Japanese showman and businessman
Arai Saburo was one of a new breed of young Japanese businessmen who had worked widely in the United States and were bringing back fresh and expansive ideas. Born the third son of a samurai family in Niigata Prefecture and with no hope of inheriting from his father, Arai was adopted by a wholesaler. Eventually he ran away to Tokyo, and studied English before sailing to the USA in 1884, age 18. In California he did manual jobs while studying horticulture, languages and law. He designed the traditional Japanese house and garden set at the 1893 Chicago World Fair, and in 1896 travelled to West Orange where he purchased two Edison Vitascopes and a stock of films for 3,000 Yen ($1,500). Daniel Grimm Krouse travelled with him as operator. Arai first exhibited in Osaka at the Shinmachi theatre on 22 February 1897, one week after Inabata Katsutaro had opened in the same city with the Lumière Cinématographe, and there was instant strong competition between the two rival machines.
Moving on to Tokyo, the arrival of the Vitascope was heralded by musicians on barges proceeding down the Sanjiken canal while leaflets were handed out to all. Arai opened on 6 March 1897 at the Kinkikan theatre, two days before Yokota Einosuke arrived with the Cinématographe. Both shows vied fiercely with one another but both were hugely popular, Arai's not least because of the appeal of Komada Koyo, the first of the star lecturers, or benshi, who were to become such a prominent feature of the early Japanese cinema. Arai, unlike the populist Yokota, wanted his films to be seen by high society, eventually succeeding in exhibiting at the prestigious Kabuki theatre, where the Crown Prince of Japan came to see the show. Arai subsequently went to work for an insurance company, before returning to the United States where he designed a Japanese village for the 1904 St Louis Exposition. In 1906 he moved to Texas where he became a rice farmer. He later ran a major nursery and landscaping business in Texas for forty years. After the attack on Pearl Harbour the business closed briefly, removing all signs of its Japanese origins.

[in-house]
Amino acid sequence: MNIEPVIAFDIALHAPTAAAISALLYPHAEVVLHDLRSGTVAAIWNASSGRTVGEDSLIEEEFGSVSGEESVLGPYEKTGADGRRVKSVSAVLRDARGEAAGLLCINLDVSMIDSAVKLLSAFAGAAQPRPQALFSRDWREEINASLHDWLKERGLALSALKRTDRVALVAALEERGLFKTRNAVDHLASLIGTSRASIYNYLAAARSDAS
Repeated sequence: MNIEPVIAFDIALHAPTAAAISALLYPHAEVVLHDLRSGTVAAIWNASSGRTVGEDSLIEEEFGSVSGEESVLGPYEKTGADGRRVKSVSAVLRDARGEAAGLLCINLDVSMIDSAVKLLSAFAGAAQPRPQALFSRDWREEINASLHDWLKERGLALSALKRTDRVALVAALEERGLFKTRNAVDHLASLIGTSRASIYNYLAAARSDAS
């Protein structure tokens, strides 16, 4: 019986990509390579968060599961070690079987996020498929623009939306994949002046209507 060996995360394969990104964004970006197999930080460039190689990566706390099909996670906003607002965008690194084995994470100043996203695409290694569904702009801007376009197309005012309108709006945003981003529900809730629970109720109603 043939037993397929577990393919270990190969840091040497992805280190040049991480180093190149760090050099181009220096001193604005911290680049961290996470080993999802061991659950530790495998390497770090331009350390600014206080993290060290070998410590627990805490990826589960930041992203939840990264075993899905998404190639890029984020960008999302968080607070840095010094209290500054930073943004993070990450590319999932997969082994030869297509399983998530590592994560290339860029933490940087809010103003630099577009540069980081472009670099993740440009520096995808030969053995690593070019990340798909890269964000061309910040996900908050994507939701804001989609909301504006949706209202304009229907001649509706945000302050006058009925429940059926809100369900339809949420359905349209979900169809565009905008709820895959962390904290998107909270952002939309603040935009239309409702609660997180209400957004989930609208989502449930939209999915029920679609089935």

Luke McKernan (revised January 2004, June 2007, October 2017)